RYSSDAL: So anyway, it’s called “deadweight loss.” It’s that thing where my wife’s great-grandma buys me a sweater at $85 and to me it’s worth like $1.50. Because I don’t like it.

Most people enjoy finding gifts for others. I suspect that this negates a nonzero amount of dead-weight loss. However, this only occurs when the gift is well-fitted to the preferences of the recipient. Value is not added when you give your friend something that she hates. Additionally, she may have to endure the costs of storing and loathing the gift.

The act of searching for presents takes a lot of time and energy, and this increases their cost because individuals could be spending their time engaged in other activities. I’m one of those “clickers and gifters” described in the interview. Although I still experience high search costs, I find efficiency gains elsewhere (e.g., avoiding the mall).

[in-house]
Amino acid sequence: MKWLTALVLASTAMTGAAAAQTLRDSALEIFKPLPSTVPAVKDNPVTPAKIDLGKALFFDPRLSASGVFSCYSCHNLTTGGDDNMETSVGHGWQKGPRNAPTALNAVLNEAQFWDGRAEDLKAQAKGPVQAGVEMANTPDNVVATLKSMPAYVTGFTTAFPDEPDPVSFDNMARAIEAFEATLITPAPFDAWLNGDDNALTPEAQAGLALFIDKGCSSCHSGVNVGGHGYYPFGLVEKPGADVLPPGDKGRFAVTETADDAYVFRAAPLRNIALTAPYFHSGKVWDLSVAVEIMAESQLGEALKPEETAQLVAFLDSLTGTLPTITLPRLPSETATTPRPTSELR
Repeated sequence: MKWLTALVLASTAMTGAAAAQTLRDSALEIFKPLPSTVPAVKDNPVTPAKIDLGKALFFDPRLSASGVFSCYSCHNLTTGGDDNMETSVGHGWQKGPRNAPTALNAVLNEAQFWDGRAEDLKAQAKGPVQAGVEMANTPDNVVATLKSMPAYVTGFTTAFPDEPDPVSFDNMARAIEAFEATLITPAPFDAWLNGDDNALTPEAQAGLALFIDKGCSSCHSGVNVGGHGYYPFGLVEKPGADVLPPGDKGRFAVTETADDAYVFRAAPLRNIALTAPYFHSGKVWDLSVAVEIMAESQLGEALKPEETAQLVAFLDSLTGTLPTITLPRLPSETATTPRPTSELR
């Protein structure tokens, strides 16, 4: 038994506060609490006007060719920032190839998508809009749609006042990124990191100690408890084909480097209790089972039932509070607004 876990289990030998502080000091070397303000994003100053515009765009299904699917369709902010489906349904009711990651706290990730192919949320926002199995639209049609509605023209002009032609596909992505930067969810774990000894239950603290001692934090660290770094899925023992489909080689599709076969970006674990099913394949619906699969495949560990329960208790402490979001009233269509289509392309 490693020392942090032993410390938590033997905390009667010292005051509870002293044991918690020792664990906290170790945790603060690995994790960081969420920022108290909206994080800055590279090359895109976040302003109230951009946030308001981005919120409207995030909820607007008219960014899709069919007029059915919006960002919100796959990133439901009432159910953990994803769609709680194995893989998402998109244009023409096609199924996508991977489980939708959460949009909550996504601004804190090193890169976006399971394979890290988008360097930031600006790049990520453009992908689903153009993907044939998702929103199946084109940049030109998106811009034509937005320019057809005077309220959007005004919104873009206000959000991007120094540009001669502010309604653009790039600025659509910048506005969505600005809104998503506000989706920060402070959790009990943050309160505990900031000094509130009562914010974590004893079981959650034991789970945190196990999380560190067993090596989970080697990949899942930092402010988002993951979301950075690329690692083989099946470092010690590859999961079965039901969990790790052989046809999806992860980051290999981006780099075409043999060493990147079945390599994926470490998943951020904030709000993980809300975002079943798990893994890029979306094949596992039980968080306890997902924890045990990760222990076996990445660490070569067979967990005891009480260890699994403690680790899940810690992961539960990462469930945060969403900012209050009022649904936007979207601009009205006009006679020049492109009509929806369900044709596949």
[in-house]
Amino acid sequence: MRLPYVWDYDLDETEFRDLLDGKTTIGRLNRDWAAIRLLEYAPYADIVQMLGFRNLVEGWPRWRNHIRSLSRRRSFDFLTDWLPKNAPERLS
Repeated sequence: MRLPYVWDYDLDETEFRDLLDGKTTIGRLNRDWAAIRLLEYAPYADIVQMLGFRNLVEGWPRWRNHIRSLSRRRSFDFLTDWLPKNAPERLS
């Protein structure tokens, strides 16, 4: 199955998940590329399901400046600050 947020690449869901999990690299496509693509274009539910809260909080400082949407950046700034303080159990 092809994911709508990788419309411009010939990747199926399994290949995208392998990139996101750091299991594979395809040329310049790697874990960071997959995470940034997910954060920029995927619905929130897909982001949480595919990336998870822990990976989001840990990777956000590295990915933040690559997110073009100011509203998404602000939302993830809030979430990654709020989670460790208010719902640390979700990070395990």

Our staff recently did a Secret Santa exchange, and we instituted a $10 cap. I gave Jim a $10 bill. I find utility in the fact that I didn’t destroy any wealth in that transaction. I suspect that Jim finds utility in the fact that he may buy something that he actually wants.

December 14, 2010

I Love Arbitrash!

Arbitrage, in economics, is when someone trades commodities in such a way as to realize a profit from the price differences within or between markets. Arbitrage involves, essentially, taking advantage of opportunities for profit with little risk. This might be seen as sneaky or underhanded, but arbitrage actually helps stabilize prices across a market, by neutralizing any glaring price inconsistencies. Arbitrage is great, because it demonstrates a wonderful market niche that derives maximum efficiency from the available resources.